Berlin crowdsourcing platform Jovoto has launched an open design competition to repurpose a defunct railway bridge spanning the Danube river in Linz.
Jovoto is asking members of the public to submit and vote on ideas to recycle parts of a 393-metre-long steel bridge in "the world's largest upcycling project".
The 120-year-old railway bridge is reaching the end of its technical life and the campaign has been launched to preserve some of the historic structure within a civic project.
Over 30 proposals have been submitted to the online competition so far, which is open to architects, engineers, artists and designers and runs until 31 August 2015.
Among the ideas are a globe-shaped observation tower, a zip-wire line and an ice rink, while one applicant has pledged to convert the bridge into a giant crocodile-shaped play park.
The construction of the winning design will be funded by the bridge owner Linz AG, unlike crowdfunded projects that rely on public donations. Last month, a Dutch studio completed the "world's first crowdfunded public infrastructure project" – a pedestrian bridge in Rotterdam.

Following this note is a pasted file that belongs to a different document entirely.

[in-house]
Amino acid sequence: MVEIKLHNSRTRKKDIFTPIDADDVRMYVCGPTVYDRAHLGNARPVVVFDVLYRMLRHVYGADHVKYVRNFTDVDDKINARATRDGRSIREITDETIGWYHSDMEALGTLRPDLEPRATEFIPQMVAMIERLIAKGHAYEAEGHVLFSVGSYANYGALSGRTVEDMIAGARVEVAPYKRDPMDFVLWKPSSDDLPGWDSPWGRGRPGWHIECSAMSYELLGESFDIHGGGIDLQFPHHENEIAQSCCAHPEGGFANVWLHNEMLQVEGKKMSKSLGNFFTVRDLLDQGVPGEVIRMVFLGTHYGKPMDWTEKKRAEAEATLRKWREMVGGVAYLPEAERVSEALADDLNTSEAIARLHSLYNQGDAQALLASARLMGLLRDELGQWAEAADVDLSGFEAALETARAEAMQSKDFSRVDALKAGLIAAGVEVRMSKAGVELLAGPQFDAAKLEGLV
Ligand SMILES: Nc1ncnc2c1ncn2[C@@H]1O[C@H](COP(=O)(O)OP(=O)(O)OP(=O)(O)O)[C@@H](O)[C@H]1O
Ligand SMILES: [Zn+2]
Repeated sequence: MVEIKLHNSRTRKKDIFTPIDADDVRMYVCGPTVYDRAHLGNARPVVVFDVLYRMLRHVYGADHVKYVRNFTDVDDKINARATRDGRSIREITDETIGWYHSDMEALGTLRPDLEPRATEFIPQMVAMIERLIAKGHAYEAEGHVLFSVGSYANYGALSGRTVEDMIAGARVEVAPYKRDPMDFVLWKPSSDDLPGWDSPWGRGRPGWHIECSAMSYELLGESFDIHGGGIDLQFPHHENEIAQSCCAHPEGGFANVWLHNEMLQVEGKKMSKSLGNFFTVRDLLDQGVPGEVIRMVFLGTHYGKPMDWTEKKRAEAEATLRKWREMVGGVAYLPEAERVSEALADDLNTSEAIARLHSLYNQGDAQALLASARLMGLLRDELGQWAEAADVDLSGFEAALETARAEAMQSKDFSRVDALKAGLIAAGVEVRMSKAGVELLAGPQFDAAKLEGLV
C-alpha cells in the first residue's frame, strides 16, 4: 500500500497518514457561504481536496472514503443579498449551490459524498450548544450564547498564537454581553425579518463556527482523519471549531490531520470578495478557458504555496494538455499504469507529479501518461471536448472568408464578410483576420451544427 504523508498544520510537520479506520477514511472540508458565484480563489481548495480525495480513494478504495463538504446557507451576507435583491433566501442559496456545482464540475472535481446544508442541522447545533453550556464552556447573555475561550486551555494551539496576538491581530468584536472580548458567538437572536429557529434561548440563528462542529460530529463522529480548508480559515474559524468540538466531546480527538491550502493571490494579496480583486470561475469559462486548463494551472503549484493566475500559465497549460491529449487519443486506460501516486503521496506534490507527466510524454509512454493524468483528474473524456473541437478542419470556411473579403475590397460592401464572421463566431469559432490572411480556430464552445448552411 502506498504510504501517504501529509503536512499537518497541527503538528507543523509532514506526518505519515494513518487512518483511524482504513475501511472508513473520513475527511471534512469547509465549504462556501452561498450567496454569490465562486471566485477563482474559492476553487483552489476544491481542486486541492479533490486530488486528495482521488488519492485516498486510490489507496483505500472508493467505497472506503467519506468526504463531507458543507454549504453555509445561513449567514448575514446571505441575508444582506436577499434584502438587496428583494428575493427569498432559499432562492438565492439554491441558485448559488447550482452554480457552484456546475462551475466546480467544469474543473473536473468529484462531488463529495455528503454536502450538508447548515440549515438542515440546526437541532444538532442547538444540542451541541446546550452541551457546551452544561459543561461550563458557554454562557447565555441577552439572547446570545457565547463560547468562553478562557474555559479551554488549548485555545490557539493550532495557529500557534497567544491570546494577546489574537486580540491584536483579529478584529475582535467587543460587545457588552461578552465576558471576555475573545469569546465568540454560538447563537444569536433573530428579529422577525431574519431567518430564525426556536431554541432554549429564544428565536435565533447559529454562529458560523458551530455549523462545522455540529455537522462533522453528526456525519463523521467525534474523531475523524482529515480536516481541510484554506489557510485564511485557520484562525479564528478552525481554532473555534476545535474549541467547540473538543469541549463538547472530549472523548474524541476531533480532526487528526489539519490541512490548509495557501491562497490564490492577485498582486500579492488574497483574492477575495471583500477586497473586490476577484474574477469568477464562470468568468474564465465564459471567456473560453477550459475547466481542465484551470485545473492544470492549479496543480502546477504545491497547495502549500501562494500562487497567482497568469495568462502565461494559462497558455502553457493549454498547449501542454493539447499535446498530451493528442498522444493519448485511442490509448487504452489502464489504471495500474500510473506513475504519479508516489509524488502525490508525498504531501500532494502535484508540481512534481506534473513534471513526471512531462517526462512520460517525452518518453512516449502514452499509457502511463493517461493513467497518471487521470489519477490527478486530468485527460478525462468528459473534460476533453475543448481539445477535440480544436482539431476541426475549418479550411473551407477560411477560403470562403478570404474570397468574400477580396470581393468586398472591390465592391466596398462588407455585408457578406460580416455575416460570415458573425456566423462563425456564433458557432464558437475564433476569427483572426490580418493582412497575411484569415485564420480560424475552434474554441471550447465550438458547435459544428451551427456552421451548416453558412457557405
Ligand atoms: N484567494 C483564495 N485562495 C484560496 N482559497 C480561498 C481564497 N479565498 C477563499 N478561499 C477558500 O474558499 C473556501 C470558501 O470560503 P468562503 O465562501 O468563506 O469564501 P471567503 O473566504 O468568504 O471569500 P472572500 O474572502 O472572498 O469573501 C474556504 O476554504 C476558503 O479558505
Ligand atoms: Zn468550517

Crowdsourcing and crowdfunding are becoming popular ways for organisations to seek public input and funding on proposals. BIG has recently turned to the crowdfunding platform Kickstarter to finance a prototype for its Waste-to-Energy Plant, while the National Museum of Qatar has launched a nationwide competition to design its visual identity.
Jovoto claims that public involvement in the redevelopment of the Linz bridge could help to overcome negative responses to the potential scheme – citing the scrapping of Zaha Hadid's Tokyo Olympics stadium as a key example.
"There's a growing movement towards the use of online crowd-based platforms to publicly weigh-in on civil projects," said a statement from Jovoto. "Crowd-approved results tend to significantly increase the chance of a win-win situation for all stakeholders."
"We only have to look at the recently scrapped Olympic stadium in Tokyo, Japan, for evidence of what happens if the public is not engaged during the design phase."
On 27 September 2015, Linz residents will be asked to vote for their favourite design, or to leave the bridge intact alongside its replacement. A similar process is underway in New Zealand, where the public is being given the choice to select a new flag design from a range of 40 options or keep the country's existing banner.